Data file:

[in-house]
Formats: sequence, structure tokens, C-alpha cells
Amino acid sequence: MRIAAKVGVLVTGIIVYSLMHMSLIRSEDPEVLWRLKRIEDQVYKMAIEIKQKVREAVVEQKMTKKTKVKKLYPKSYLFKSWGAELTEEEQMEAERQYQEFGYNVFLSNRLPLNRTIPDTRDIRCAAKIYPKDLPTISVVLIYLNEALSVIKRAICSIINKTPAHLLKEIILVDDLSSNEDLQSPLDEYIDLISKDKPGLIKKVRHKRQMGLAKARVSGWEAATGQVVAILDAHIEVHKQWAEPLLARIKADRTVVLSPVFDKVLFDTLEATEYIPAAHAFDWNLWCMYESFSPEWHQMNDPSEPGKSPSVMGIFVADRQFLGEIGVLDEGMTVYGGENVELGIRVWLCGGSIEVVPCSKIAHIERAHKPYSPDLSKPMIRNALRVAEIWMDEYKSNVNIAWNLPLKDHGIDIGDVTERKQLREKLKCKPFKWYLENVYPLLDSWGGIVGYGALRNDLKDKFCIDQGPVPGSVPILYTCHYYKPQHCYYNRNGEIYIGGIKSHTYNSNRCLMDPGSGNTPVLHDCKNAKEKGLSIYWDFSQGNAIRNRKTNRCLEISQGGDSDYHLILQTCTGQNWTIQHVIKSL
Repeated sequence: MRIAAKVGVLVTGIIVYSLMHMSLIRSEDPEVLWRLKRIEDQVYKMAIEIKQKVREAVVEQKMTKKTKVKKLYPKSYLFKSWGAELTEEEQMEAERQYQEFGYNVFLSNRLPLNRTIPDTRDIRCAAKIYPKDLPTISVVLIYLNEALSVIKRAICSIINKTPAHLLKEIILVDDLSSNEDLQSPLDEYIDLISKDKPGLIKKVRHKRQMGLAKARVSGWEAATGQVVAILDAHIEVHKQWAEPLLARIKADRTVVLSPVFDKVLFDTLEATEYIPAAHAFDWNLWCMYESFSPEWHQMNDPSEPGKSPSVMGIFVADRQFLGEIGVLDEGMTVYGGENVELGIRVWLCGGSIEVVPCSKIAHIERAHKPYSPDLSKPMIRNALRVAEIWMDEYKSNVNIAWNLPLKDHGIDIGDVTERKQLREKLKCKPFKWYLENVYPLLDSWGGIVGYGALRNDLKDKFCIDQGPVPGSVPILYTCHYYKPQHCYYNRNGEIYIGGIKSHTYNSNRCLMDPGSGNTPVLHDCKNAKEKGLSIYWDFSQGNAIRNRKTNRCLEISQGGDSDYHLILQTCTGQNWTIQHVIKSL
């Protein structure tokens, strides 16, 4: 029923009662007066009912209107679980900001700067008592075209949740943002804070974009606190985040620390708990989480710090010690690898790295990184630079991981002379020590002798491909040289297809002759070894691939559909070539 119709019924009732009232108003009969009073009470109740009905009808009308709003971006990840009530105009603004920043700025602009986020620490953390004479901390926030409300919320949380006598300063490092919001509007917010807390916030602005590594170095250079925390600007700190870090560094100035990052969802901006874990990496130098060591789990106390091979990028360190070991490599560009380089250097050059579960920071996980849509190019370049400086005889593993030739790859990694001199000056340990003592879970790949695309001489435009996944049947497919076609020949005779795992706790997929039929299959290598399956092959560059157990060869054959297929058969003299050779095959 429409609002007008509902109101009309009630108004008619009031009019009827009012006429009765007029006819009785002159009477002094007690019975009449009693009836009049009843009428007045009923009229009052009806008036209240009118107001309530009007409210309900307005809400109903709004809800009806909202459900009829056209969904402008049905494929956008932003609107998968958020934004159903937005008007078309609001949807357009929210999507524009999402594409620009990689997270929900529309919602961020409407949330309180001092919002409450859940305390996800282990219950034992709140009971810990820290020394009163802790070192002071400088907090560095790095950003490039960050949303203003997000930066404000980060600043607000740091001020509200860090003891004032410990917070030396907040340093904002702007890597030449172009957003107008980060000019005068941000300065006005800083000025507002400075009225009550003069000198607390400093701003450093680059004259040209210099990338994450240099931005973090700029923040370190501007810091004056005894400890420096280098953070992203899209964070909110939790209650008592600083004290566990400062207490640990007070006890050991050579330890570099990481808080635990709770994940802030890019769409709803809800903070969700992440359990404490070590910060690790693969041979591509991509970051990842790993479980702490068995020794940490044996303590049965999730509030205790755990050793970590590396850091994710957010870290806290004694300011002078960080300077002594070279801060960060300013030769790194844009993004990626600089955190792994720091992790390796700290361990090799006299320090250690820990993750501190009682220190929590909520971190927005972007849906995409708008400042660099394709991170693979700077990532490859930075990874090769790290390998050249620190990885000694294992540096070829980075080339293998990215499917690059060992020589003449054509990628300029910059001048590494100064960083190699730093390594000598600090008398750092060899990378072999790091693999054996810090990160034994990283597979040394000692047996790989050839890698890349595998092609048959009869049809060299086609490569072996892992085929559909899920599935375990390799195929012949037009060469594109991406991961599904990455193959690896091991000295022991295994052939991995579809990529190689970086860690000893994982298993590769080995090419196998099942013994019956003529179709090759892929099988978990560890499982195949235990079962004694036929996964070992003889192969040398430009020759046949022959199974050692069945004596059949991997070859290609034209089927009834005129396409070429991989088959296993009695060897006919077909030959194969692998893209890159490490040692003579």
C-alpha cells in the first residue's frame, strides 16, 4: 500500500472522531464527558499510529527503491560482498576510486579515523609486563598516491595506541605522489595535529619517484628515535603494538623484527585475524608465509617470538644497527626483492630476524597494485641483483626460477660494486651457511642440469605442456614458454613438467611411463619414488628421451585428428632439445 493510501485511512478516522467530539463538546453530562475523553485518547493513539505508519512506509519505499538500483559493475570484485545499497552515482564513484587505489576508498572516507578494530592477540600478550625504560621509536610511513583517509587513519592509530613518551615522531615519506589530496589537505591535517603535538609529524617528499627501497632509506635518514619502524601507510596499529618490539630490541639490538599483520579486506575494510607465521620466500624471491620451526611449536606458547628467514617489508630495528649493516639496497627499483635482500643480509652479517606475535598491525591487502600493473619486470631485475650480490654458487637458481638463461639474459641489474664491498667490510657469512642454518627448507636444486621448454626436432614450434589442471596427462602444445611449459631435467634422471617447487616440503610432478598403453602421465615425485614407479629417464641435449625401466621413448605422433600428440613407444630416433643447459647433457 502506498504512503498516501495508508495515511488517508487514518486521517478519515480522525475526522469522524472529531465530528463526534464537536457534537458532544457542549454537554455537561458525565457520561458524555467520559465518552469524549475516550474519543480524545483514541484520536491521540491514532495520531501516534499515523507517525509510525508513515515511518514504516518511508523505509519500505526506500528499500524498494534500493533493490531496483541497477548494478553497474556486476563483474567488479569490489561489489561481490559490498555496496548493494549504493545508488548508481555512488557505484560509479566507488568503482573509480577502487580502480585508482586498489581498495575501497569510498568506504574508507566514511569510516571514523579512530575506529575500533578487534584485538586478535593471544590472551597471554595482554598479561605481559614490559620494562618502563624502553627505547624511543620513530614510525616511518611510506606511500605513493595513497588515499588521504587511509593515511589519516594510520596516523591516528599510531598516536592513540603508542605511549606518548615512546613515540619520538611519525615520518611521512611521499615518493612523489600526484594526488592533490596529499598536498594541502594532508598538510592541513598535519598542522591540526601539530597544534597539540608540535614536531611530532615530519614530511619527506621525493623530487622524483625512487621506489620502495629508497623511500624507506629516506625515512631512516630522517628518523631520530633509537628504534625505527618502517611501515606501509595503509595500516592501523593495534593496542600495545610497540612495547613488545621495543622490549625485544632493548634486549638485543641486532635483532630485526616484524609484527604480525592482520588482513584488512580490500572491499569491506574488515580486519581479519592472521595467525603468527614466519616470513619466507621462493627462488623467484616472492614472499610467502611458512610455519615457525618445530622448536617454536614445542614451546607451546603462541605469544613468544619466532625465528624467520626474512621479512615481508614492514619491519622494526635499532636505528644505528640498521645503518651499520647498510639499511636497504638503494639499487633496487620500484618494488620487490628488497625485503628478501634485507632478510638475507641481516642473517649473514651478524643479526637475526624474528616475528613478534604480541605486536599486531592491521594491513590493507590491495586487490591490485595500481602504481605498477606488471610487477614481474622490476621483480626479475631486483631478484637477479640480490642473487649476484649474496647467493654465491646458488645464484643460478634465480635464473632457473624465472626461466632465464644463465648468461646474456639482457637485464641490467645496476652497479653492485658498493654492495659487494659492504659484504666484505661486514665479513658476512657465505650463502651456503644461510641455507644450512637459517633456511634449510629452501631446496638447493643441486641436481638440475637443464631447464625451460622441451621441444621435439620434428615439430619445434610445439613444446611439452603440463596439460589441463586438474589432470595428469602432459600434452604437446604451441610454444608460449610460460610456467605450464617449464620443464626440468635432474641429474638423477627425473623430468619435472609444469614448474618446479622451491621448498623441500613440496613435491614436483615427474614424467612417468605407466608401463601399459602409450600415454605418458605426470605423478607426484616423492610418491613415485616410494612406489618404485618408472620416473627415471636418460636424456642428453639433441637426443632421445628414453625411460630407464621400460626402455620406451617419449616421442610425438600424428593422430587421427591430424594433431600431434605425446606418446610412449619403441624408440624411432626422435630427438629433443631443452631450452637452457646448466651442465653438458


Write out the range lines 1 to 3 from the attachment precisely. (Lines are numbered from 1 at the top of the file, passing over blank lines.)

[in-house]
Formats: sequence, structure tokens, C-alpha cells
Amino acid sequence: MRIAAKVGVLVTGIIVYSLMHMSLIRSEDPEVLWRLKRIEDQVYKMAIEIKQKVREAVVEQKMTKKTKVKKLYPKSYLFKSWGAELTEEEQMEAERQYQEFGYNVFLSNRLPLNRTIPDTRDIRCAAKIYPKDLPTISVVLIYLNEALSVIKRAICSIINKTPAHLLKEIILVDDLSSNEDLQSPLDEYIDLISKDKPGLIKKVRHKRQMGLAKARVSGWEAATGQVVAILDAHIEVHKQWAEPLLARIKADRTVVLSPVFDKVLFDTLEATEYIPAAHAFDWNLWCMYESFSPEWHQMNDPSEPGKSPSVMGIFVADRQFLGEIGVLDEGMTVYGGENVELGIRVWLCGGSIEVVPCSKIAHIERAHKPYSPDLSKPMIRNALRVAEIWMDEYKSNVNIAWNLPLKDHGIDIGDVTERKQLREKLKCKPFKWYLENVYPLLDSWGGIVGYGALRNDLKDKFCIDQGPVPGSVPILYTCHYYKPQHCYYNRNGEIYIGGIKSHTYNSNRCLMDPGSGNTPVLHDCKNAKEKGLSIYWDFSQGNAIRNRKTNRCLEISQGGDSDYHLILQTCTGQNWTIQHVIKSL